The $250 million civil suit against the city and the police department was filed in 2003. Eleven years later, it hasn’t reached the trial phase, and even the deposition phase is, as of this writing, incomplete. “They said it was gonna be a long battle,” Santana says of the attorneys. “It’s gonna take a lot of years.” Part of the reason the process has taken so long is understandable—this is a major case with 20 plaintiffs to depose, dozens of witnesses to interview, multiple investigations to comb through, pages of discovery and litigation over what information each side is entitled to. But the Central Park Five’s lawyers say New York City’s attorneys have deliberately slowed the pace of the case, pouring molasses into the gears to make all this harder and more arduous for the plaintiffs. Roger Wareham, an attorney on the case, says, “The clear, directed strategy is to make this last as long as possible. That certainly seems to be the theory. And then maybe you get defections. People start to fall by the wayside, or by the time you depose certain people they’ve forgotten things because it’s 24 years ago. People just forget, or people get sick. People die.”
Jane Fisher-Byrialsen, another of the Central Park Five’s attorneys, agrees. “Part of what they’re doing is subpoenaing every single public document on our clients—every Medicaid, every doctor they’ve been to, every employment, every school. I mean thousands of documents. They get those documents and review them—you know, if you’ve ever been in the hospital, maybe this doctor sees you for one minute, so then they subpoena more records. What are they going to find in there? Nothing that has to do with the case. They’re hoping to dirty them up like they’re bad people. It’s such an ugly thing to do. Korey’s mom had a complete breakdown during her deposition. It was awful. It’s one of the worst experiences I’ve had in my life. They tried to make her look like a bad mom—clearly with the strategy that if there’s either a settlement or a trial where damages are ordered, they’re going to try to mitigate the damages by saying, ‘Well, if they didn’t go to jail for this, they would’ve gone to jail for something else.’”
Lisa Bloom, a civil rights attorney who is not connected to the case, says, “Even in a system riddled with unfair delays, 10 years is absurd and outrageous. It is the judge’s job to move the case along. Every defendant tries to delay. The system is failing these wrongly convicted men every day this drags on. That’s the bottom line.”
The Central Park Five’s lawyers say their case rests in large part on the confessions central to the original trials—confessions elicited through intimidation, deprivation and force. The Central Park Five told me they made false statements because they were exhausted and sleep deprived after hours of interrogation, because they were told they could go home once they gave up the others and—in some cases—because of violence. Salaam says he heard the police beating up Wise. Wise says he was threatened and assaulted by Detective Robert Nugent. “He had a one-handed grip on my face,” Wise says, recalling what the detective said next: “‘I want a story from you. You’re not gonna leave outta here till I get a story from you.’ He slapped me twice with his right hand across my face.”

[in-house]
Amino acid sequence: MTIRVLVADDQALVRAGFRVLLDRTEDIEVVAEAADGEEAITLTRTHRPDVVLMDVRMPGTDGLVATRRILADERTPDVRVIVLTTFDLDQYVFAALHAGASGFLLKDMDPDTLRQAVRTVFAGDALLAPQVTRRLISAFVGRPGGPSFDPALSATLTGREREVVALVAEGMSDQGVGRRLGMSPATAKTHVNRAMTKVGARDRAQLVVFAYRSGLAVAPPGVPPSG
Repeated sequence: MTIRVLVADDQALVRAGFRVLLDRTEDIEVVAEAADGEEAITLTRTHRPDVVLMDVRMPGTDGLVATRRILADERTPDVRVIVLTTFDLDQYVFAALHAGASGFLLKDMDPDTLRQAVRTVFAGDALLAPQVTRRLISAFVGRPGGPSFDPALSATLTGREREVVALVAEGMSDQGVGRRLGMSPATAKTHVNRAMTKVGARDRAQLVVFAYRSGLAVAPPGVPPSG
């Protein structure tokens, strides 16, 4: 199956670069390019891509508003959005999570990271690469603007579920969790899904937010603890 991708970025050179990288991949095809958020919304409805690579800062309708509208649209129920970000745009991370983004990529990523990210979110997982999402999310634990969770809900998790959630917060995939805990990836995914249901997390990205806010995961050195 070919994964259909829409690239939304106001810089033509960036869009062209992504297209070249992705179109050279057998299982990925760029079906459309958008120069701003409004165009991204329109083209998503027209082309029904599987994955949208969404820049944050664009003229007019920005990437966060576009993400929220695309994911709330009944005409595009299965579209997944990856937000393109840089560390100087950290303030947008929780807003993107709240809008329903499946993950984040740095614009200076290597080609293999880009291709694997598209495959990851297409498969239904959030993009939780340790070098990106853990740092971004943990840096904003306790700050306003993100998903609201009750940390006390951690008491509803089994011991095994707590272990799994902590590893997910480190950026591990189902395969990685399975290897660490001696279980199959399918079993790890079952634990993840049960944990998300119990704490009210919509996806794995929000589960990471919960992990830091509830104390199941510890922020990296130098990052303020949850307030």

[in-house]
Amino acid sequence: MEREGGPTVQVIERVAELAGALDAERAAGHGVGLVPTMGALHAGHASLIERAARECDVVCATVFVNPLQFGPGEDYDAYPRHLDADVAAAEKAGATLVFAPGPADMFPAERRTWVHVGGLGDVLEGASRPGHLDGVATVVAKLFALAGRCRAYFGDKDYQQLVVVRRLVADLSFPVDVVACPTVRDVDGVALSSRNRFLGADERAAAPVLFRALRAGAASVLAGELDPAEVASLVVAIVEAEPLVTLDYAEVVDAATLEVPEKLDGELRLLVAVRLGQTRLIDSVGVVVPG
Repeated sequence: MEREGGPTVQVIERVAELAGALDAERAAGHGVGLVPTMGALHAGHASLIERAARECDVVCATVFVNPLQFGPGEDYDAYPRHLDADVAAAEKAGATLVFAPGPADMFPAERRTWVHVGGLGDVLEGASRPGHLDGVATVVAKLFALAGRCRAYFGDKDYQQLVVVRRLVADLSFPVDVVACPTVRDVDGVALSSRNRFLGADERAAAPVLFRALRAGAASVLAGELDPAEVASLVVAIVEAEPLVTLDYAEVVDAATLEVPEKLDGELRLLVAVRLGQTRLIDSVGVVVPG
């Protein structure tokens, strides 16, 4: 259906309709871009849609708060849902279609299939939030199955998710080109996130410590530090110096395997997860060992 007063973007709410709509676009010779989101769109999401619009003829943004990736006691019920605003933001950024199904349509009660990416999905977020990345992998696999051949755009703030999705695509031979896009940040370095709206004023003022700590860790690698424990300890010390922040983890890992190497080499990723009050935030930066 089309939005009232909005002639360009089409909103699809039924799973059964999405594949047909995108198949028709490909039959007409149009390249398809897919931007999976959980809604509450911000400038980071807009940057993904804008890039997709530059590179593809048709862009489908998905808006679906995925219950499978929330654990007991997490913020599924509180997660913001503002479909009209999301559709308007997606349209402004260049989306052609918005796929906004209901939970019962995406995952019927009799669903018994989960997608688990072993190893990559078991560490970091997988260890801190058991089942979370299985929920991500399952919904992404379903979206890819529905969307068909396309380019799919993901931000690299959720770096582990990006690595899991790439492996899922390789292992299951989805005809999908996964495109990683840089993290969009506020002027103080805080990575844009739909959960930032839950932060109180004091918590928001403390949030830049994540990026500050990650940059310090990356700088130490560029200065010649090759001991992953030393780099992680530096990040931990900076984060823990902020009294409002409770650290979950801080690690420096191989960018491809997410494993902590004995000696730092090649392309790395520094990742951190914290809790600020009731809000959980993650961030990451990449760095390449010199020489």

The lawyers also contend the city is fighting so hard because some people close to this high-profile case grew rich and powerful from their work on it and cannot afford to have their reputations soiled. David Kreizer, one of the Central Park Five’s attorneys, maintains that for some people this “was their springboard into either their major career as a public servant or their major career in the private sector. That’s certainly, I think, a big factor. I think those people are still politically connected to people who are still in power.” Several sources I spoke with say two people best fit this description: Ray Kelly, who was appointed first deputy commissioner in 1990, months before the trials began, and became commissioner the year the verdicts were vacated; and former assistant district attorney Linda Fairstein, who was part of the district attorney’s office when they were arrested, was a leader of the sex crimes unit and assigned the lead attorney, Elizabeth Lederer.
“At least from what we can see,” Wareham says, “Linda Fairstein has a large stake in maintaining the fiction that this was done properly, because a large part of her subsequent career as a novelist and an expert was based on this prosecution—not solely, but a large part of it. So to have that exposed as a lie, to have that exposed as real misconduct or criminal conduct on the part of the police department and the district attorney’s office may have a lot to do with their unwillingness to settle, to make an offer. There’s no way they can convince me they did not know that these children didn’t commit that crime. My view is that they knew the children didn’t commit the crime, and they were going to get a conviction regardless.”